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Open Access Research article

Systemic effects of epidural methylprednisolone injection on glucose tolerance in diabetic patients

Pascal Zufferey14*, Charly Bulliard2, Gerald Gremion1, Marial Saugy3 and Alexander So1

Author Affiliations

1 DAL (Département de l'appareil locomoteur), CHUV (Centre hospitalier universitaire vaudois), Lausanne, Switzerland

2 HIB (Hôpital inter-cantonal de la Broye), Estavayer-Le-Lac, Lausanne, Switzerland

3 Swiss Laboratory for Doping Analyses, University Center of Legal Medecine, Geneva, Lausanne, Switzerland

4 Centre Hospitalier Universitaire Vaudois and University of Lausanne, Ch. des Croisettes 22, 1066, Epalinges Lausanne, Switzerland

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BMC Research Notes 2011, 4:552  doi:10.1186/1756-0500-4-552

Published: 21 December 2011



Several studies have shown that in diabetic patients, the glycemic profile was disturbed after intra-articular injection of corticosteroids. Little is known about the impact of epidural injection in such patients. The goal of this study was double, at first comparing the glycaemic profile in diabetic patients after a unique injection of 80 mg of acetate methylprednisolone either intra-articular or epidural and secondly to compare the amount of systemic diffusion of the drug after both procedures.


Seventeen patients were included. Glycemic changes were compared in 9 diabetic patients following intra-articular (4 patients) and epidural injections (5 patients).

Epidural injections were performed using the sacral route under fluoroscopic control in patients with lumbar spinal stenosis. Diabetes control had to stable for more than 10 days and the renal function to be preserved. Blood glucose was monitored using a validated continuous measuring device (GMS, Medtronic) the day before and for two days following the injection. Results were expressed in the form of daily glycemic profiles and as by mean, peak and minimal values +/- SD. The urinary excretion of methylprednisolone after the 2 routes of injection was analyzed in 8 patients (4 in each group). Urine samples were cropped one hour before the injections, then 4 times during the first day and 3 times a week for 2 weeks. The measurements included the free and conjugated fraction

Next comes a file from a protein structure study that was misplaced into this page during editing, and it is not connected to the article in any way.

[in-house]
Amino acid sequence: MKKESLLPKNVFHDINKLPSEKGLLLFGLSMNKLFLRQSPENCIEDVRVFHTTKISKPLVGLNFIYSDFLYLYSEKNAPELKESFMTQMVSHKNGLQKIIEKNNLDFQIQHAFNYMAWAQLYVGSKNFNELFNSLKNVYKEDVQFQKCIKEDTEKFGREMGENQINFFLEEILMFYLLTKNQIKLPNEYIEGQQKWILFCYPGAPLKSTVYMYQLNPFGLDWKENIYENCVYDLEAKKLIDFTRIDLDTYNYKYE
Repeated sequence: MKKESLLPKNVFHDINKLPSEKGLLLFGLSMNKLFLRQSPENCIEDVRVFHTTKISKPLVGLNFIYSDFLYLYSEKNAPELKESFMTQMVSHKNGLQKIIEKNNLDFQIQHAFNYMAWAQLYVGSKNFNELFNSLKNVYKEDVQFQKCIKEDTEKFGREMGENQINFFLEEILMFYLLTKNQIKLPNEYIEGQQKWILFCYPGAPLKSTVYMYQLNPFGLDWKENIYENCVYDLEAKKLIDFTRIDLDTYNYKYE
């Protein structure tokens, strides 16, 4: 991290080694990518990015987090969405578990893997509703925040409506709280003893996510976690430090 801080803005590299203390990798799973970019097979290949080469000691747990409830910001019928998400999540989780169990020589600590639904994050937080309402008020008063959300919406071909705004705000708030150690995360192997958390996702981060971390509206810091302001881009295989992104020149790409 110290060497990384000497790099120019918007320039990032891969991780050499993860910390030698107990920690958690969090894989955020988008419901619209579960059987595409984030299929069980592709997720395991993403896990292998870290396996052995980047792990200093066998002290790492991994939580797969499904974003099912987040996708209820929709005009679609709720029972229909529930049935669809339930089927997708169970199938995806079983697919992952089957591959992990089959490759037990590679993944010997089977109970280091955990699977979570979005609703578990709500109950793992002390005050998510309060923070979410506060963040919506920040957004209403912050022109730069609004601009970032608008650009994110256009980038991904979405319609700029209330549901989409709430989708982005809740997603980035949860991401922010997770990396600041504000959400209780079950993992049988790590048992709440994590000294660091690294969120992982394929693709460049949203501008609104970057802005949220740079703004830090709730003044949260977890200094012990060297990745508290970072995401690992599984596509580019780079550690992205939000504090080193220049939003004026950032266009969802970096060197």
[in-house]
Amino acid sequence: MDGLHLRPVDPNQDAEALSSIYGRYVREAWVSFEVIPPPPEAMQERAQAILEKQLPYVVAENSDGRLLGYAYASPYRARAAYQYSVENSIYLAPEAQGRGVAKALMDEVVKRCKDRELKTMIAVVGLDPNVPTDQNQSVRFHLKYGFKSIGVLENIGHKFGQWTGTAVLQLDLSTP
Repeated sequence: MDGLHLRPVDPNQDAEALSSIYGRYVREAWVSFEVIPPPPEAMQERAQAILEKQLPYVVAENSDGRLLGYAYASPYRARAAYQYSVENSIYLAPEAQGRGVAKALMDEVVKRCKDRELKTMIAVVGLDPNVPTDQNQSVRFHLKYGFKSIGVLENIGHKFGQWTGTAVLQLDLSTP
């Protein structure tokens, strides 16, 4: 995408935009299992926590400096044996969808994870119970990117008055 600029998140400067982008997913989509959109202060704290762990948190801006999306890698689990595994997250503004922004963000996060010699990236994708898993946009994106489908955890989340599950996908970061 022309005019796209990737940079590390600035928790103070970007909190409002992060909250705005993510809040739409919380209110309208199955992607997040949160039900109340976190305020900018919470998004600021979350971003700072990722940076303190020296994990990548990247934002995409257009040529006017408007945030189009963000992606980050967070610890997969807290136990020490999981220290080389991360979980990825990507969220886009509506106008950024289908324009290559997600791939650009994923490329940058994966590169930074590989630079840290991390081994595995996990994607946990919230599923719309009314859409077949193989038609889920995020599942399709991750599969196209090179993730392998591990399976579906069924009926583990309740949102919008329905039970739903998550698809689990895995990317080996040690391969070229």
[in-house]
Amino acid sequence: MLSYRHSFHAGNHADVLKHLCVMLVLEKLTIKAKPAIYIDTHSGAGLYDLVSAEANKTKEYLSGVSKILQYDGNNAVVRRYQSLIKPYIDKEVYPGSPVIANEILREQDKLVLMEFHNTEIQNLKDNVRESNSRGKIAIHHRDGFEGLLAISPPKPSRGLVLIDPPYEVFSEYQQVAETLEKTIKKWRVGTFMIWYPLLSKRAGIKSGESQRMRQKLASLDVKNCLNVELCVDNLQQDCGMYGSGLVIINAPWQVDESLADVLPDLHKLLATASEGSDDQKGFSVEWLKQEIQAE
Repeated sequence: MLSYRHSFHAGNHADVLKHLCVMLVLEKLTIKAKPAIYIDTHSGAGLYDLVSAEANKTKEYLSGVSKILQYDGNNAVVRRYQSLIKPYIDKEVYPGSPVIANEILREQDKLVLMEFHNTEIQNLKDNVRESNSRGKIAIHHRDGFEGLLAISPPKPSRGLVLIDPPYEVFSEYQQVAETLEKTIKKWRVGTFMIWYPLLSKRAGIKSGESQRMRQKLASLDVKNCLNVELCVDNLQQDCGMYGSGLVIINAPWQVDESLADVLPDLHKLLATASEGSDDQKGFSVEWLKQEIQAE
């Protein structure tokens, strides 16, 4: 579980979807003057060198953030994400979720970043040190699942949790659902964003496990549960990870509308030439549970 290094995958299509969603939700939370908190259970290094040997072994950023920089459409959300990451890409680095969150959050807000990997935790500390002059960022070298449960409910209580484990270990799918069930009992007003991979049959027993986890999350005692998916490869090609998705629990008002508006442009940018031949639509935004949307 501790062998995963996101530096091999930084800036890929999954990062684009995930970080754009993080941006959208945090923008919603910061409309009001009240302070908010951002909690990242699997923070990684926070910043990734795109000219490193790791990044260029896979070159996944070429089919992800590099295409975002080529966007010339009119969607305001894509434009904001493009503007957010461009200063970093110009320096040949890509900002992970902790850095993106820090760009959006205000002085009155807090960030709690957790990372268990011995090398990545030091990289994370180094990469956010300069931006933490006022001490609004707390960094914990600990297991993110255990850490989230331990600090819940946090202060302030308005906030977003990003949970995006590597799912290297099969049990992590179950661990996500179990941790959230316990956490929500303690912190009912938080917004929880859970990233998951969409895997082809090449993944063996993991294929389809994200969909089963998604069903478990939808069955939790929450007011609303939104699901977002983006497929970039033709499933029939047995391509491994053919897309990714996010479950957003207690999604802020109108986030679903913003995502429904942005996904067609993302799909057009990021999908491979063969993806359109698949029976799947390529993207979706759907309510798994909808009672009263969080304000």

The glycaemic profile remains unchanged with no significant changes in the group of the 5 diabetic patients receiving epidural injections.

On the other end, the average peak and and mean values were enhanced up to 3 mmol/l above baseline two days after the infiltration in the groups of the 4 diabetic patients infiltrated intra-articular. The mean urinary excretion of the steroid was about ten times higher in the intra-articular versus epidural group: 7000 ng/ml versus 700 ng/ml. Looking at each individual there were marked differences especially after intra-articular injections.


This is the first study to show that a single epidural steroid injection of 80 mg depot methylprednisolone had no effect on the glycemic control in diabetic patients. The absence of glycemic control changes correlated well with the very low urinary excretion of the drug after epidural injection.

Trial registration